A quiet Monday in August is a fine day to catch up with the current issue of Electric Sheep, whose theme is "Propaganda" and features Peter Momtchiloff on Alexander Dovzhenko's Earth (1930; image above), Eleanor McKeown on Dziga Vertov's A Sixth Part of the World (1926), Robert Barry, briefly, on the soundtrack of Leni Riefenstahl's Triumph of the Will (1935) and Sarah Cronin on the "virtual absence of politics and/or propaganda" in current American war movies.
"Terrorism Considered as One of the Fine Arts marks the welcome return to filmmaking of Peter Whitehead, the documentarian who captured the historic first meeting of American and English beat poets with Wholly Communion (1965) and the 1968 student rebellion at Columbia University that occurred in the aftermath of the Martin Luther King shooting with The Fall (1969)." John Berra talks with Whitehead about this new work, "a defiantly non-linear experience as voice-over, imagery and on-screen quotations serve to deconstruct cinematic time and narrative form in a disorientating manner."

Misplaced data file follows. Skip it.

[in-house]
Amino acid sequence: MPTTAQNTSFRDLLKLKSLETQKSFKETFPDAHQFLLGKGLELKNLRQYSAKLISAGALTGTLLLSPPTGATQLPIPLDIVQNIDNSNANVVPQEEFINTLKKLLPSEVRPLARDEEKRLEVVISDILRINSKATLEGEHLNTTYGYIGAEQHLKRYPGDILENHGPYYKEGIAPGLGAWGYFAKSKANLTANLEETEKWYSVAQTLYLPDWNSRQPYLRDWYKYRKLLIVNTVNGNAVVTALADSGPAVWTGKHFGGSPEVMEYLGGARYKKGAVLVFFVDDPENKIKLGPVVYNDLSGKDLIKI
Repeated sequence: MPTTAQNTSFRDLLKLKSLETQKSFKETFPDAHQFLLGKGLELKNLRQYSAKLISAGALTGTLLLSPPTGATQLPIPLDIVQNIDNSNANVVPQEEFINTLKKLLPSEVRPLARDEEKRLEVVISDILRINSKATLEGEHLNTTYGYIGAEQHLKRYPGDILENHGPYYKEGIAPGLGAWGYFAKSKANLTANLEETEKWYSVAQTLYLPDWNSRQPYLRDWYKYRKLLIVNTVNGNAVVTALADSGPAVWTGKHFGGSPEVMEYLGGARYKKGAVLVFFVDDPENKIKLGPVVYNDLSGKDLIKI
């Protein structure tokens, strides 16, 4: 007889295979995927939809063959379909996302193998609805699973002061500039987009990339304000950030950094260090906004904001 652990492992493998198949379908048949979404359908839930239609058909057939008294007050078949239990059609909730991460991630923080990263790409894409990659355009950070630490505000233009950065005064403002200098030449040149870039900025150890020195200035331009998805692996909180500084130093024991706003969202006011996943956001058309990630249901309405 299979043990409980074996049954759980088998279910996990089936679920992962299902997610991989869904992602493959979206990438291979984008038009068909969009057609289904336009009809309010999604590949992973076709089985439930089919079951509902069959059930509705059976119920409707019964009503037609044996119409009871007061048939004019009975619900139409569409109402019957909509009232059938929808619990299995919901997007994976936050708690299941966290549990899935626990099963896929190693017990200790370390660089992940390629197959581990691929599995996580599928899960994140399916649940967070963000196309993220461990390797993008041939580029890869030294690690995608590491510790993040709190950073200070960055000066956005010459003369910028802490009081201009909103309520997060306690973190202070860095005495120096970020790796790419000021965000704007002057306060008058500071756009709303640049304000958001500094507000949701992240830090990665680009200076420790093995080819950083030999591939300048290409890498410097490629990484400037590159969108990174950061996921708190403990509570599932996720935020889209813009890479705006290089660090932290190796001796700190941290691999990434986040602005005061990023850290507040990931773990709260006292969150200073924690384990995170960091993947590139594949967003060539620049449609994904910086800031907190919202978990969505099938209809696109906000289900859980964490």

More interviews: Pamela Jahn talks with Bong Joon-ho about Mother and with Sylvain Chomet about The Illusionist, Virginie Sélavy with François Ozon about The Refuge. Reviews: Paul Huckerby on Albert Lewin's Pandora and the Flying Dutchman (1951), Daniel Peake on Yoichi Sai's Kamui: The Lone Ninja (2009), Mark Stafford on Tom Six's The Human Centipede (2009) and David Cairns on Freddie Francis's Paranoiac (1963): "Since Francis the director was as sure a hand as Francis the cinematographer at creating atmosphere through lighting, composition and movement, this convoluted country house crime story is rich material."
And Strange Attractor Press will be releasing the magazine's first book, The End: An Electric Sheep Anthology, in November.